As we begin upon what the Christian tradition calls the great Triduum — the three days that bring us to Easter and constitute the heart of Holy Week — I think we have to ask ourselves a question: Is the drama that unfolds beginning on Maundy Thursday and reaches its fulfillment on Easter primarily a human drama, or a divine one?
I think we have become accustomed to viewing the events commemorated and celebrated this week as a divine drama, God pushing Jesus forward into arrest, trial, and crucifixion, and finally to resurrection. God is in the driver’s seat, if you will, and always has been, needing things to turn out just this way. After all, isn’t that what we mean when we say that Jesus in God incarnate, God appearing within a human life?
I think, though, that what unfolds in this week is not a drama driven by God. Rather, it is a very human drama in which God is a willing participant. The elements of Maundy Thursday, Good Friday, and Holy Saturday are all deeply human, and propelled by human beings. The fear among those ancient religious authorities that Jesus will somehow ignite a revolution that will result in a blood bath; the concern among Roman authorities about anyone who looks at all like a rallying point for Jewish aspirations for liberation and freedom; the disappointment of people who placed their hopes and expectations for such a revolution upon Jesus, and then become frustrated when he seems to be failing to act as they anticipated; the disappointment among some of his own disciples, and one particular disciple who decided to cooperate with the authorities in Jesus’ betrayal; the last, lingering meal of Jesus with his followers, knowing what is coming; the terror of those followers after Jesus’ arrest, running away out of fear for their own lives; their grief at the death of their teacher, a death which has made of Jesus a victim, and taken all the air out of any thought of revolution, relieving the societal pressure that had been building up around Jesus; the tenderness of his burial; and the deep humanity of the women who came to anoint his body. All of these things speak of the complex dynamics of humanity, so easily drawn into fear, so ready to identify a victim to attach our fears to, and yet so shocked and grieved when we actually behold the victim in death.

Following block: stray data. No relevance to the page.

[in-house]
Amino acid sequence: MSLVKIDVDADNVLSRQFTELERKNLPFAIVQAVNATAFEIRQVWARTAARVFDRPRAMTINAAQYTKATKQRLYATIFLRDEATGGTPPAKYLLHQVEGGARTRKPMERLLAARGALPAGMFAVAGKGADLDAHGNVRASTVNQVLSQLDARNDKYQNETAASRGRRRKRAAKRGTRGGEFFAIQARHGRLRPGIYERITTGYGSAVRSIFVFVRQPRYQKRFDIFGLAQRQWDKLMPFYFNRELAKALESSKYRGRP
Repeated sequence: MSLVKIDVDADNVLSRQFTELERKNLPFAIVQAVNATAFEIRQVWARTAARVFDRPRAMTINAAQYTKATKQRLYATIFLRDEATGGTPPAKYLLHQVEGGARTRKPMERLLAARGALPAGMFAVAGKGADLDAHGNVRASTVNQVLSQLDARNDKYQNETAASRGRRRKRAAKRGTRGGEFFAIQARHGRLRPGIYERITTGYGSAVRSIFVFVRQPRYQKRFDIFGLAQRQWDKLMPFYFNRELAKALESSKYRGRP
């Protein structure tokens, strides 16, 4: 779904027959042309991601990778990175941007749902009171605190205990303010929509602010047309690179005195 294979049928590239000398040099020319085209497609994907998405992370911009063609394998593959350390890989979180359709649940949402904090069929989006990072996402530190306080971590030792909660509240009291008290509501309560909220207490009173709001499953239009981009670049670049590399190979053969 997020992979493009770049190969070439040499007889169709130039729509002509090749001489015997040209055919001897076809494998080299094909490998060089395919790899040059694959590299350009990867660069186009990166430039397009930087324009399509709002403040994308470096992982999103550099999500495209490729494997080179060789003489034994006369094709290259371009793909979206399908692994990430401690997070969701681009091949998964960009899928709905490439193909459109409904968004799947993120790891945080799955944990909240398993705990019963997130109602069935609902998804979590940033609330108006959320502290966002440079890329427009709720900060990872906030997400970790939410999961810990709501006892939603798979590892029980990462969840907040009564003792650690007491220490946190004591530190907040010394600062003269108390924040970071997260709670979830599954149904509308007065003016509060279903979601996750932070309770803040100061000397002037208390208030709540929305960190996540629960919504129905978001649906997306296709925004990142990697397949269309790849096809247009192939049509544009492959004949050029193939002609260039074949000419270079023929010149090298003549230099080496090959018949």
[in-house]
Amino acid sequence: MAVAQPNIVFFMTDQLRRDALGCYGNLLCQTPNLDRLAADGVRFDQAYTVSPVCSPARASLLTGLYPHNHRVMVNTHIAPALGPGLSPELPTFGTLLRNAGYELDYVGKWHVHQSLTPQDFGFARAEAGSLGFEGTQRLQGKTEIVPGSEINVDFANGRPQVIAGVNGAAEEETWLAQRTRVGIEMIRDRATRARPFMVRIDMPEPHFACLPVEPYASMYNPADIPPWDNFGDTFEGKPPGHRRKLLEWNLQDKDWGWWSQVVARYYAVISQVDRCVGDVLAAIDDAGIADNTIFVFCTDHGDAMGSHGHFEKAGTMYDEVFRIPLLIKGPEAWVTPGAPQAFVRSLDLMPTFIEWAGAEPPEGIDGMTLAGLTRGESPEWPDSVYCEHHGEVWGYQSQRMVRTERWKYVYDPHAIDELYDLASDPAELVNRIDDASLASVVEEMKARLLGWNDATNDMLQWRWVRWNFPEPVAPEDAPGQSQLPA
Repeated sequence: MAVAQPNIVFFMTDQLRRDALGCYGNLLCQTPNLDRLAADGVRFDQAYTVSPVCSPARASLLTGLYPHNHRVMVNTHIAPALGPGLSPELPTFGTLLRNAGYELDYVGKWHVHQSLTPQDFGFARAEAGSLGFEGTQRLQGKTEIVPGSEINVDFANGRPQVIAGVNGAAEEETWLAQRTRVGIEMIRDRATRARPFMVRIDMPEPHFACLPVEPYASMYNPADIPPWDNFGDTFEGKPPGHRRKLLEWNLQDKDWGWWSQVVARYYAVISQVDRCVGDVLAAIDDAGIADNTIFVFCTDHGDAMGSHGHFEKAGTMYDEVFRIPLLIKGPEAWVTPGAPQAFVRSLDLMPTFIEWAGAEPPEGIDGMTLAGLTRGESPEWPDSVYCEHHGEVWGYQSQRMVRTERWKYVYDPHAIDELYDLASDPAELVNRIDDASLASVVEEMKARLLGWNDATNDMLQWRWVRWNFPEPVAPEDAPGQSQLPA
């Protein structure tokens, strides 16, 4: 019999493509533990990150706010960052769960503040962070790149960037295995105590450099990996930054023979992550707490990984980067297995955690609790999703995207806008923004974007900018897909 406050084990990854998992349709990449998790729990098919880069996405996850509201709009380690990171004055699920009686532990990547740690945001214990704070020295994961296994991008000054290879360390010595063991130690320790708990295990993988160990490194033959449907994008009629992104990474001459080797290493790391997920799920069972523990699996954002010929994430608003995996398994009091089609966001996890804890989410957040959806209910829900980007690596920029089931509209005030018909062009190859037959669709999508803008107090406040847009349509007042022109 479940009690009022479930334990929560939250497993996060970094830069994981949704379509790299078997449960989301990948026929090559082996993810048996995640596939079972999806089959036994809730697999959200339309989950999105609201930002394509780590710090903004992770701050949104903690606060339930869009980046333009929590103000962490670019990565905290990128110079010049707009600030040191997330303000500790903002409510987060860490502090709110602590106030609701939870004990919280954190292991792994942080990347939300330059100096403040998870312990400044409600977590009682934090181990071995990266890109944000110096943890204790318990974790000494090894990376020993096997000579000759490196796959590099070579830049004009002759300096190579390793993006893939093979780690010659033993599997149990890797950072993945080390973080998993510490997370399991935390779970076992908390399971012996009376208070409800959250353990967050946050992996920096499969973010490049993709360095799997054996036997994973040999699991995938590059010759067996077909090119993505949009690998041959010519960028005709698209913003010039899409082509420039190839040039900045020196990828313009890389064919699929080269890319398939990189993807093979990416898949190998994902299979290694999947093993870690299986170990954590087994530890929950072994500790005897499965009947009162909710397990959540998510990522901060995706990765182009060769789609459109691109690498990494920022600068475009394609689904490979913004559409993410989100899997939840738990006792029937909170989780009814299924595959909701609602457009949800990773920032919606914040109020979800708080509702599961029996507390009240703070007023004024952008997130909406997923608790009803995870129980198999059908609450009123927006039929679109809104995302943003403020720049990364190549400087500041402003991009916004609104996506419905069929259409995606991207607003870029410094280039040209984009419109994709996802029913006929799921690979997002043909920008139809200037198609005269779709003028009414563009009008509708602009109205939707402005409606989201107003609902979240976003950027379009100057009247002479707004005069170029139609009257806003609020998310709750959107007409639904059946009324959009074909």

What these days of Christ’s passion reveal to us is not a carefully laid out divine plan for our salvation, but the full truth of our own humanity, and the way we carry on with one another. In Jesus, God enters into this human drama, becomes a willing participant in it, in order to reveal it for what it really is.
When we come to the end of the drama and behold its final act, the Risen Christ, then we really see what all this looks like in the light of the divine: that all the fear, shame, guilt, and victimizing that to us seems so final, so absolute, and so necessary is a truth that God acknowledges but does not buy into. In the Risen Christ, God finally does get in the driver’s seat, taking our human drama in an entirely new direction, showing us that we can live differently, that we can live outside of the dynamics of fear and death, shame and guilt, and be freed for a larger, fuller, more authentic, and inexhaustible life.
As we move through the heart of this Holy Week, I hope we will not see what happens to Jesus as following a divine plan, but rather, that we will see our God entering into the dynamics of our own humanity, in order to unmask them, name them, forgive them, and then move us beyond them into love.